Speaking from his new Montana home, Harrison waxes sentimental about his old home in Leelanau. “Oddly enough, what you miss are the things you hadn’t thought about,” he concedes. On his list of longed-for home tastes are black morel mushrooms, the view of Lake Michigan, and Dick’s Poorhouse in Lake Leelanau. “You had these circadian rhythms in your life that were interrupted,” he says about the move. “But I was back (to the U.P.) four times last year,” he is quick to add.
The move west was compelled in part by a desire to be closer to family. “Our daughters moved out here,” he says referring to the sprawling grasslands near his new home outside Livingston, Montana. “And our grandchildren are here.”
So, while the vistas outside his windows have changed, his writing has retained the combination of masculine vitality and urbane sophistication that has earned Harrison a worldwide audience.
His insistence on characters that act decisively while pondering the mysteries of an unknowable world has long marked Harrison’s prose. This place is appreciated outside the U.S. as well. Translated into more than 20 languages, the French have a particular affinity for Harrison’s work. “I’ve been out here in the real world since my twenties,” he says. “American novels are largely either mental or action” driven. “The French don’t want to read this distinctly New York novel because they already have Paris,” he adds.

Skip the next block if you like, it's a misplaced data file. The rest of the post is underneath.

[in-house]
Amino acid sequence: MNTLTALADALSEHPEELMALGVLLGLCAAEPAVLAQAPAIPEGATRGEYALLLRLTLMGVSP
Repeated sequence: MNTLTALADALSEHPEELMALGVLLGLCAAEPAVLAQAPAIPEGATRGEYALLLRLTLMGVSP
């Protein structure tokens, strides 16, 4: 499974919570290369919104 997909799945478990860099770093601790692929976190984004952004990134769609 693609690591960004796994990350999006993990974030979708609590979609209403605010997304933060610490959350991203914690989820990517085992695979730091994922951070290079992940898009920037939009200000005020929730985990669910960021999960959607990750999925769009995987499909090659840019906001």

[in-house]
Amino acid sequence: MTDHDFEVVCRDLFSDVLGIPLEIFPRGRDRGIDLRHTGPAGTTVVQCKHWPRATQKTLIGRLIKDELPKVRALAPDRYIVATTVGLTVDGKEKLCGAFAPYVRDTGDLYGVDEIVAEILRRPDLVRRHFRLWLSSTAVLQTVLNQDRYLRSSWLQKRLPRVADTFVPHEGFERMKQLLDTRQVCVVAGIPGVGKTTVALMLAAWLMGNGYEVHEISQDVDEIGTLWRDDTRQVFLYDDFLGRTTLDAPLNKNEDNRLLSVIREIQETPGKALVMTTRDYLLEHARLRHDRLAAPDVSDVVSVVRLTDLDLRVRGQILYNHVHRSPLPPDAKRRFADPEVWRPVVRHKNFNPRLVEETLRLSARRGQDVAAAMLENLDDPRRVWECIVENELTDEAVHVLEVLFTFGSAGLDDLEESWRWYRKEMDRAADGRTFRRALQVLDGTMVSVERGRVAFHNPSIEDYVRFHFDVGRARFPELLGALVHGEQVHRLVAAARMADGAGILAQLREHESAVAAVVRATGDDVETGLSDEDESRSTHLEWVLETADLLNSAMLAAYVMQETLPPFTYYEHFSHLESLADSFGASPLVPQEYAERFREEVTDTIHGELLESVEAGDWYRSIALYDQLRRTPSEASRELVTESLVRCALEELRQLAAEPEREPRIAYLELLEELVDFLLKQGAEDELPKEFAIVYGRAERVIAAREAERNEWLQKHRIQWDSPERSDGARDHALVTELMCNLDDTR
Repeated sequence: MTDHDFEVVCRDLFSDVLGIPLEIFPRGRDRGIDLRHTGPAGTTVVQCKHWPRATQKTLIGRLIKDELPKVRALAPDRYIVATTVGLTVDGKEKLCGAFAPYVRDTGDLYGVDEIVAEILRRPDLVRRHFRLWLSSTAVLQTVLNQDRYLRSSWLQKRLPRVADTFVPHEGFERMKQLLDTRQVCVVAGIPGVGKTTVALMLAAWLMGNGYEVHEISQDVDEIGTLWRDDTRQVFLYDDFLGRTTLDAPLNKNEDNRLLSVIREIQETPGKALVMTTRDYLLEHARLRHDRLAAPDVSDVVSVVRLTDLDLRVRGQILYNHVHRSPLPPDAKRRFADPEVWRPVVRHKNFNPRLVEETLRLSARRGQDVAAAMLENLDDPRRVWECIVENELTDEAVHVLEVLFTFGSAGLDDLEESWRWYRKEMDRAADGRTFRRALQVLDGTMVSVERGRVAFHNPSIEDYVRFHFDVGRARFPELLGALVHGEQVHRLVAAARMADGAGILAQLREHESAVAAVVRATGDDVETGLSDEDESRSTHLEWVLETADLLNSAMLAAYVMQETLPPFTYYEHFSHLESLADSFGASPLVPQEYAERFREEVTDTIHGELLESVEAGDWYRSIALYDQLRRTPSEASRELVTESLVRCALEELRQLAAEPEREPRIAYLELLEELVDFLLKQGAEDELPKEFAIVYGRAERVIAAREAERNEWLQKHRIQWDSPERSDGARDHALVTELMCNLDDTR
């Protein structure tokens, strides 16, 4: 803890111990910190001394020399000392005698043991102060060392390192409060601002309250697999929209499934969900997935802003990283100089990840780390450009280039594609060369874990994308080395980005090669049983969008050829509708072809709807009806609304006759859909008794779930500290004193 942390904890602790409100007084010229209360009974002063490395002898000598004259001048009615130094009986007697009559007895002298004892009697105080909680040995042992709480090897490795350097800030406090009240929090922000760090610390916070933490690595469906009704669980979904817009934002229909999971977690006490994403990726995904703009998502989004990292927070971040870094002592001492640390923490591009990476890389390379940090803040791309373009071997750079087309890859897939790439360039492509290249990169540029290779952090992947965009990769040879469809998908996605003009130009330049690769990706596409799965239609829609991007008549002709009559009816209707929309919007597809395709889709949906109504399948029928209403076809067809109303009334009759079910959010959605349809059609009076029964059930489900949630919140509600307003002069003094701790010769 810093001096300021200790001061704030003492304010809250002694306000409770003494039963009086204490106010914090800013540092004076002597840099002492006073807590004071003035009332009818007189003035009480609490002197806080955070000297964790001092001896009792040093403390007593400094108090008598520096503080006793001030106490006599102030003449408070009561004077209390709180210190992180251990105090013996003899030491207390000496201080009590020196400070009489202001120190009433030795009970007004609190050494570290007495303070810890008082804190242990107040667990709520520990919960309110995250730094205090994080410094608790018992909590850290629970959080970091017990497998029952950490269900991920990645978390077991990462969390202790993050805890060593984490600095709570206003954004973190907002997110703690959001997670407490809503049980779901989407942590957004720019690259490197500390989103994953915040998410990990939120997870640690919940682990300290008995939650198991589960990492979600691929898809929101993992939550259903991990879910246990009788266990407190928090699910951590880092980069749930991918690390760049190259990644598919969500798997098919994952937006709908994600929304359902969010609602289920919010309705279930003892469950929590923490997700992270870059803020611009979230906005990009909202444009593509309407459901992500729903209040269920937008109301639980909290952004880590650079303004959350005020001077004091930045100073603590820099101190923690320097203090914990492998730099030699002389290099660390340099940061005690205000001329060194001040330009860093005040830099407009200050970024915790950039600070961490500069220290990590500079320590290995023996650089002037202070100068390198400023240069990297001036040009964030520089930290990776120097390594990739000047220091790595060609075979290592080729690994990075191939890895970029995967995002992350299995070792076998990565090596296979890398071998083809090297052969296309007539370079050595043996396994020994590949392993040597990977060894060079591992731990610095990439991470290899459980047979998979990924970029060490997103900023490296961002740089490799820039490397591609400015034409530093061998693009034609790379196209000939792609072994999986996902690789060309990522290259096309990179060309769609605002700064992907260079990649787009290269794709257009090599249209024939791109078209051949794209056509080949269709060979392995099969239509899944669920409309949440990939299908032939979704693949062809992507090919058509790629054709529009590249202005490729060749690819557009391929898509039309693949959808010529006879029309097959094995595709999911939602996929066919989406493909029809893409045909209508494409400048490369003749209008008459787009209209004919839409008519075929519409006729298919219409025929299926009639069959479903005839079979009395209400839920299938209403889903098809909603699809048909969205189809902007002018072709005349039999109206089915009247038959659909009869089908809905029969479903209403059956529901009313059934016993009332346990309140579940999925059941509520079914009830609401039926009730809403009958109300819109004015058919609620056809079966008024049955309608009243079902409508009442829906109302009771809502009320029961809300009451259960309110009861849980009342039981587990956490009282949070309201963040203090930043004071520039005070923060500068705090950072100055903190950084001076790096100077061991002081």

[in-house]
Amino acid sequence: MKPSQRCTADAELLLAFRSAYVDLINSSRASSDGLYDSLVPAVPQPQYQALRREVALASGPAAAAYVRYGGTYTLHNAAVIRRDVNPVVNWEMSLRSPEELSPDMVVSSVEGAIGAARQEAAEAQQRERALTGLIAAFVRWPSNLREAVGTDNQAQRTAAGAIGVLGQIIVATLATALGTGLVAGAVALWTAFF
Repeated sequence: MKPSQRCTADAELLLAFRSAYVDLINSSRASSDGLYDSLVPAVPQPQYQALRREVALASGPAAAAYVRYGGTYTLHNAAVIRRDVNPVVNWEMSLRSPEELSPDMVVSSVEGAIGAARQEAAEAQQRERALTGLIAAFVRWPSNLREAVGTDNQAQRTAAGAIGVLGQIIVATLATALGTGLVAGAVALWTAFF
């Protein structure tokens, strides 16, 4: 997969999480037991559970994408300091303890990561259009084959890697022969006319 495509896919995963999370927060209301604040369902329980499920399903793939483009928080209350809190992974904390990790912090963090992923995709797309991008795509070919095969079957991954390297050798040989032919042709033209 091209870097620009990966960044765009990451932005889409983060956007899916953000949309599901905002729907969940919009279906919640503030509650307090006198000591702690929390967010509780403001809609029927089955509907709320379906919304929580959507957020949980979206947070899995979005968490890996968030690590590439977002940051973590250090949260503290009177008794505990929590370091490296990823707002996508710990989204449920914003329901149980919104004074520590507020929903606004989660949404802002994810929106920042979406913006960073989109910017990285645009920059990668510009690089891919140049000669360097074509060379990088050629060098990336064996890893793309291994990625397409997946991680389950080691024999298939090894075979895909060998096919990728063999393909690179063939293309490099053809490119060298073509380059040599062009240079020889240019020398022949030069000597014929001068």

As his new protagonist David Burkett navigates the rocky strait between what he wants his life to be and what he knows his history has been, the strong, enigmatic women that have long been a staple of Harrison fiction regularly cross his path. “I’m drawn to certain female characters,” admits the author. He believes “curiously enough, the enemy for a female is more visible -- they can see the enemy,” he says referring to the predatory nature of males.
As well, “women have more latitude in their behavior then men,” he adds. “Whereas David is smothered by his circumstances,” the female characters in “True North” have more flexibility and are not tied to rigid expectations. Among these are Cynthia, David’s willful younger sister, Vernice, the enigmatic poet who tells him “you can’t spend your whole life in reaction to your family,” and Vera, the little girl cum alluring woman whose presence has mesmerized him for more than three decades.
Although Harrison has now penned eight novels, 11 volumes of poetry, essay collections, and even a children’s book, he admits that it is not up to him to determine his literary worth. “In my relatively long life I’ve seen people become famous and then disappear,” he says of the flimsy confines of fame. “Last year’s flavor of the year percolates to the void. You can do quite well for awhile and then…you just don’t know,” he concludes.
Jim Harrison may no longer reside in Michigan, but with the publication of “True North,” and those projects he is at work on currently, he continues to demonstrate the elemental influence of his former home.
Harrison’s newest novel will bring him back to Michigan in June. He will sign copies of “True North” at 6 p.m. Tuesday, June 1, at Horizon Books in Traverse City.